45. Driving in my car all by myself, listening to my music on my way to pick up the kids.

  46. Driving in my car with L and D excitedly telling me about their day.

  47. Waking up and looking at the clock to see that my wonderful husband let me sleep in.

  48. 878237-001And he made banana pancakes with the kids.

  49. Playing Jack Johnson’s song Banana Pancakes while I eat banana pancakes.

  50. Making a list of all of the things I am grateful for.


Joyful Memories Book #2Ready for some more JOY in your life? Enter below for some fabulous FREE gifts from Christine Marion-Jolicoeur at Joyful You!

You’ll get a coupon code for a free copy of the Joyful Memories book + the video of my latest interview, “Work-Life Balance” where I give my 5 best tips for living a balanced, joyful life + the monthly Joyful You newsletter, all sent directly to your inbox.

Time out? Time in?

4266153304_6c6163e835_zYears ago, we tried time outs and time ins and glitter bottles and everything else I could think of with L, my oldest and they did not work for our family. They always seemed to turn into a bigger battle (one that lasted way longer than the suggested one minute per year of age!)  and ended up with me being frustrated + exhausted.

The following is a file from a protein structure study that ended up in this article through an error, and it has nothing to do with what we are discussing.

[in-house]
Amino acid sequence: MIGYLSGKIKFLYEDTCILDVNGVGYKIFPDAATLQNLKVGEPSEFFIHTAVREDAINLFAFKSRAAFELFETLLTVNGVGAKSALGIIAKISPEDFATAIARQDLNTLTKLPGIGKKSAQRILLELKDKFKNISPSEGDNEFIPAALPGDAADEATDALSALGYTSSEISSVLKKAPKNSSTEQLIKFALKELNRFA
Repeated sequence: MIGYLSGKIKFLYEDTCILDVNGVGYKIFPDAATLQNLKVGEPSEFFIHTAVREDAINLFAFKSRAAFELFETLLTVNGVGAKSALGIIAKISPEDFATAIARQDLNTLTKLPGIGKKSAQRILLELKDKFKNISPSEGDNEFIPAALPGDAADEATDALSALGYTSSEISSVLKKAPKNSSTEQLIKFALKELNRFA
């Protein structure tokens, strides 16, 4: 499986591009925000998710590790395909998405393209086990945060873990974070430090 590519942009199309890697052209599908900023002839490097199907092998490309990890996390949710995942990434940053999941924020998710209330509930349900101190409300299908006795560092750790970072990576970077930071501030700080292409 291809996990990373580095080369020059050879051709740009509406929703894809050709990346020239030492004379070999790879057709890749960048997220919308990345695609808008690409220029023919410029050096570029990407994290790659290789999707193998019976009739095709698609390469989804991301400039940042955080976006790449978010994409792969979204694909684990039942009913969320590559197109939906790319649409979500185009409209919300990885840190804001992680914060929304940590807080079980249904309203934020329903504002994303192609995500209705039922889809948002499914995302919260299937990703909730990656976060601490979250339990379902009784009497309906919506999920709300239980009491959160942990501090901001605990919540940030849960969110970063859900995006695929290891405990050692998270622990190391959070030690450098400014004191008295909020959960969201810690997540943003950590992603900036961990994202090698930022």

glitter-bottle-003One of the things I’ve about noticed about little people is that they live in the moment. For them, when it’s over, it’s really over and they just move on. For grown ups…not so much. We remember and hold grudges, make assumptions about other people’s motivations and try to figure out just how sincere an apology was. Too much time + shame + drama for me, so this is what I came up with instead:

When one of my little people does something time out worthy we stop everything and follow these steps:

I ask if they’re ready to talk or if they need a minute to calm down first. Talking to my kids when they’re crying or shouty is absolutely useless, they can’t hear me and I can’t understand them (it’s like their words get stuck in their little throats!) So we wait until we’re all feeling calm and if we need to take a break from each other and be in different rooms for that to happen we do that. When they’re ready to talk (either right away or after having some alone time) I always ask them the same three questions…

  1. What went wrong?

  2. How do we fix it?

  3. What can we do instead/next time?

Then we all have a hug and move on with our day.